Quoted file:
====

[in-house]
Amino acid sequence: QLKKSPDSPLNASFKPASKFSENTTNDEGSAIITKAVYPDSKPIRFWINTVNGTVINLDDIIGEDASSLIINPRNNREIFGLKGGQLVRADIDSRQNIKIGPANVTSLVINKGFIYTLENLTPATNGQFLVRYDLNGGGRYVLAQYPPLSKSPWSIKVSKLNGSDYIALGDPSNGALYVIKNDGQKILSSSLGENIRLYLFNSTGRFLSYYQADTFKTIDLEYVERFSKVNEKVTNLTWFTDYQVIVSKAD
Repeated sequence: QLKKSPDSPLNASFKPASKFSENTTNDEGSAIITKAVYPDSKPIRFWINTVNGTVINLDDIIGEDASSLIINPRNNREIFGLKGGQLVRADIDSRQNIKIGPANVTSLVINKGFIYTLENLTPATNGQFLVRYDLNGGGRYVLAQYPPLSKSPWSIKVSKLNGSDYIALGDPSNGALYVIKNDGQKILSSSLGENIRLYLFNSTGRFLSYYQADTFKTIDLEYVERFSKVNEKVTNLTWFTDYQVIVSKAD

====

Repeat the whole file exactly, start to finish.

[in-house]
Amino acid sequence: QLKKSPDSPLNASFKPASKFSENTTNDEGSAIITKAVYPDSKPIRFWINTVNGTVINLDDIIGEDASSLIINPRNNREIFGLKGGQLVRADIDSRQNIKIGPANVTSLVINKGFIYTLENLTPATNGQFLVRYDLNGGGRYVLAQYPPLSKSPWSIKVSKLNGSDYIALGDPSNGALYVIKNDGQKILSSSLGENIRLYLFNSTGRFLSYYQADTFKTIDLEYVERFSKVNEKVTNLTWFTDYQVIVSKAD
Repeated sequence: QLKKSPDSPLNASFKPASKFSENTTNDEGSAIITKAVYPDSKPIRFWINTVNGTVINLDDIIGEDASSLIINPRNNREIFGLKGGQLVRADIDSRQNIKIGPANVTSLVINKGFIYTLENLTPATNGQFLVRYDLNGGGRYVLAQYPPLSKSPWSIKVSKLNGSDYIALGDPSNGALYVIKNDGQKILSSSLGENIRLYLFNSTGRFLSYYQADTFKTIDLEYVERFSKVNEKVTNLTWFTDYQVIVSKAD